• Born 29 November 1831
  • Deceased 3 October 1896,aged 64 years old
  • Buried - Colonel Eleazer Lindsley Burying Ground, Lindley, NY

 Parents

 Spouses and children

 Siblings

 Notes

Individual Note

Joseph Fowler was educated at Pennington Seminary, Pennington, New Jersey, and became a well-to-do merchant at New Brunswick, New Jersey, and afterwards United States contractor for forage, etc., at Lawrenceville, Penna., acquiring considerable property. His sister Mary married Col. James Woodruff, a Railroad Superintendent of Elizabeth, New Jersey, and his sister Rebecca a Mr. Ryno, an undertaker, of Rahway, New Jersey.

Joseph Fowler Rusling was born in Bridgton, Cumberland county, New Jersey, November 29, 1831, a son of Rev. Sedgwick and Electa W. (Cummings) Rusling, natives of New Jersey, and of English extraction. His parents reared a family of seven children, and his father died in Lawrenceville in 1876. Joseph F. was educated in the public schools of New Jersey and at Pennington Seminary. In September, 1847, he secured a clerkship with Bishop & Newell, a large grocery, grain and coal firm of New Brunswick, New Jersey. Five years later he bought the business and conducted it successfully for a long period. In 1855 he was appointed an agent for Asa Packer for the sale of coal in New York City. He shipped the first coal by rail to Newark, New Jersey, connecting the New Jersey Central, at Elizabeth, with the New Jersey railroad. These two roads having different gauges, he invented the broad tread-wheel, which permitted the cars to go direct through to Newark without unloading. Mr. Rusling was founder and president of the second building and loan association in the United States. At the breaking out of the Rebellion, he secured letters from President Frelinghuysen, of Rutgers College, to President Lincoln and Secretary Seward, and going to Washington, D. C., obtained a contract for supplying the government with forage. In October, 1861, he was appointed agent of the government to handle forage shipped over the Baltimore and Ohio railroad under Colonel Ingals. In the spring of 1862 he became agent of the government to purchase hay and oats in the west, ship them to the seat of war and oversee their transportation. While thus engaged he was taken sick and returned to his home in May, 1862, and for two years was unable to do any business. In 1864 he removed with his family to Lawrenceville, Tioga county, which continued to be his place of residence until his death, October 3, 1896. The first year of his residence in this village he bought hay and grain for the government. In 1868 he embarked in the hay business for himself, operating at times as many as fifteen presses, and continued the business up to 1873. In 1871 he invented a hay-tie, which is now in general use, and the same year he erected the Rusling block in Lawrenceville. In 1878 he took charge of the cattle bill in congress for the Humane Society, and finally secured laws for the better transportation of live stock from the west to the eastern markets. On December 23, 1857, Mr. Rusling married Stella Shoemaker Orten, a daughter of Dr. M. P. Orten, and grand-daughter of Hon. James Ford, a pioneer of Lawrenceville. Six children were born to this union, as follows: Elizabeth L., wife of R. D. Brundage, of Wilkes-Barre; Charles S., Ford O., Frank D., Henry D. and Stella. Mr. Rusling was a member of the Methodist Episcopal church, and was also connected with the I. O. O. F. and the F. & A. M. societies. In politics, a Republican, he was burgess of Lawrenceville and president of the school board in that borough at different periods.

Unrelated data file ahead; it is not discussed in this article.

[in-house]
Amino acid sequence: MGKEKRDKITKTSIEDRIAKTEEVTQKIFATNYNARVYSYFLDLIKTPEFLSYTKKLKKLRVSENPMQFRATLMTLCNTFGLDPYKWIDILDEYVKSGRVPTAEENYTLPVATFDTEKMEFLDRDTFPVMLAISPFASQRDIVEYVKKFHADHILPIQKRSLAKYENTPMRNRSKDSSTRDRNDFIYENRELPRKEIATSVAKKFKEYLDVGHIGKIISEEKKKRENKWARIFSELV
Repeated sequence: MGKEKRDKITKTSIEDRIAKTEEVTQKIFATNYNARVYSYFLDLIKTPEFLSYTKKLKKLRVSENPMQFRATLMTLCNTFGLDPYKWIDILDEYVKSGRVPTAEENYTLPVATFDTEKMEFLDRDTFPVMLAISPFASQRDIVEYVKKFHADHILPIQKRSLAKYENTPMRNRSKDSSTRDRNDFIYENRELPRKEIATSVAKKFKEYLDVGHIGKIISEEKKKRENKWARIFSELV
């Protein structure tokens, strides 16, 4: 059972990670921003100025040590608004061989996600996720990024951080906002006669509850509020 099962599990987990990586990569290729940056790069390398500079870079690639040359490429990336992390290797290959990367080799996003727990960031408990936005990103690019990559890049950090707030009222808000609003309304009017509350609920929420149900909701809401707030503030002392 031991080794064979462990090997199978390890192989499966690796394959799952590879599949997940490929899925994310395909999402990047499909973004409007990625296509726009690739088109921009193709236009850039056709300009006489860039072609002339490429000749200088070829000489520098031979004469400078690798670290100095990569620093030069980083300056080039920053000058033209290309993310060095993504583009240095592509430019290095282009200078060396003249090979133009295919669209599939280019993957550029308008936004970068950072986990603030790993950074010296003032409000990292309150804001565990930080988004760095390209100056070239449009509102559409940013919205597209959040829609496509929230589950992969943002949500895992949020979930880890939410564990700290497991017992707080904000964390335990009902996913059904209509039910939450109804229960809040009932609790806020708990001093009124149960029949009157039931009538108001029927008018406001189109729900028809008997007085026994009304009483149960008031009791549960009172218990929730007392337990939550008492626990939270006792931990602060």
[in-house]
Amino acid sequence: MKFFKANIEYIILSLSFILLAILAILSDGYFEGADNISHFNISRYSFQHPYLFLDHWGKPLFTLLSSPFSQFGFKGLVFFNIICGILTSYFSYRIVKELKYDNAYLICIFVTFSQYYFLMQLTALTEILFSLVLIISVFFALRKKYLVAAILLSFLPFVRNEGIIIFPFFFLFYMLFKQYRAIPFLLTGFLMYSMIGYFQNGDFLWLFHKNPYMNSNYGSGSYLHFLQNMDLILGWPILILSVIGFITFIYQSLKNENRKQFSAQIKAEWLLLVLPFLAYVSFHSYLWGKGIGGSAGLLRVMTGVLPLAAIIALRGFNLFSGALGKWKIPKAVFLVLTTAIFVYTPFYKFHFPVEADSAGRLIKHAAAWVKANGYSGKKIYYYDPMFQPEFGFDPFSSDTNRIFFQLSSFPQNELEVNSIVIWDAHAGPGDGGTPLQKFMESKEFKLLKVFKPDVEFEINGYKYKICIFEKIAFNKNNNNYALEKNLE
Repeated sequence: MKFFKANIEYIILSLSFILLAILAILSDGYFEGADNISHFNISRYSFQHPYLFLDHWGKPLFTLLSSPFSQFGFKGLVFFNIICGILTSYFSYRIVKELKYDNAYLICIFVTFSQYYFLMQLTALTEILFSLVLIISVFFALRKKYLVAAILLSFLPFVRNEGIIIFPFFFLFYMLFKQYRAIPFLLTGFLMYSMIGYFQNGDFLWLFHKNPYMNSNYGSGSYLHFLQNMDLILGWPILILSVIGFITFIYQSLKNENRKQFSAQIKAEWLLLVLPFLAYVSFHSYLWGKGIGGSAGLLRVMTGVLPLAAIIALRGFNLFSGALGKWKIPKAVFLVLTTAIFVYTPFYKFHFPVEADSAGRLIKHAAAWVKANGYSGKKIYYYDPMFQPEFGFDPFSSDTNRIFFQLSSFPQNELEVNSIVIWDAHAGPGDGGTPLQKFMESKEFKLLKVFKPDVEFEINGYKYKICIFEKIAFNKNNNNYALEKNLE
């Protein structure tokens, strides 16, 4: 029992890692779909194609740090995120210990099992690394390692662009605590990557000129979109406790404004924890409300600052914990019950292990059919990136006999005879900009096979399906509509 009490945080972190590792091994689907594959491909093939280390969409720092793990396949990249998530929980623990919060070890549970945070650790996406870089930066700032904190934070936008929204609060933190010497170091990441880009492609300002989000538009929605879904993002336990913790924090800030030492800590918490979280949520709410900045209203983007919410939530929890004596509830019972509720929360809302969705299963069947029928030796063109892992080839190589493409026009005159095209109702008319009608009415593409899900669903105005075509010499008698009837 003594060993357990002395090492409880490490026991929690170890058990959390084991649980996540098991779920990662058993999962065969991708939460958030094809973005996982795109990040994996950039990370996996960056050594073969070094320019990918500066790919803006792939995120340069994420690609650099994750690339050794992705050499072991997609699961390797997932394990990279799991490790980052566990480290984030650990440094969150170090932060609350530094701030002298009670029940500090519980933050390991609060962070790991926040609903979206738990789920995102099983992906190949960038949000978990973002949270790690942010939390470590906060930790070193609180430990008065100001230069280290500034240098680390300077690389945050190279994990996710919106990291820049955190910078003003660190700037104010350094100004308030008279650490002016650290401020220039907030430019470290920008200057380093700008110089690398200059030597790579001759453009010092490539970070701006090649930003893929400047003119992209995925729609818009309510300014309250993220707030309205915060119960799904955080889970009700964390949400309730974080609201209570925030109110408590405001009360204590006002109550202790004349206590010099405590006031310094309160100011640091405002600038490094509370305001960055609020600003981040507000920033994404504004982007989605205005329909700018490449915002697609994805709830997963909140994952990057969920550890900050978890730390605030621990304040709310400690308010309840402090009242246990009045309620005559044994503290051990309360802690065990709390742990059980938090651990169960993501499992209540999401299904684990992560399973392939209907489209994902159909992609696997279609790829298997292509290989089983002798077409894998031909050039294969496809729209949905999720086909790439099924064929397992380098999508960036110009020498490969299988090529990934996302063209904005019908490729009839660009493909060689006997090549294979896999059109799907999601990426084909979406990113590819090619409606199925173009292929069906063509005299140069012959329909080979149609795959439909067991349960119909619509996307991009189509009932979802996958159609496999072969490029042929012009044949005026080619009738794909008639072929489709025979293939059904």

Stella S. married, in her early life, Mr. J. S. Rusling, who has been for forty years a prominent figure in many large business transactions in Washington, New York, and Philadelphia. Mr. Rusling has a vein of mechanical ingenuity, which has served him in good stead in a number of inventions of considerable merit. He now occupies the old family home in Lawrenceville. Mr. and Mrs. Rusling have six children, four sons and two daughters. The sons are young men of unusual energy and sagacity in business. Charles S., the oldest, completed a college course in Rutgers College, New Brunswick, New Jersey, graduating there in 1882. Ford, the second son, is a manager of electric street car lines, with a high reputation for skill and efficiency. He is now located in Rochester, New York. The younger sons are also connected with the same branch of business. Of the two daughters, the older, Mrs. Brundage, resides in Wilkesbarre. The younger, Stella, is still at home at Lawrenceville.
source: Book - The Rusling Family - James F. Rusling - J. B. Lippincott Company, Philadelphia, 1907Page 96

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James Rusling 1762-1826 Mary Fowler 1766-1809  
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Sedgwick Rusling 1799-1876 Electa W. Cummins 1802-1867
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Joseph Fowler Rusling 1831-1896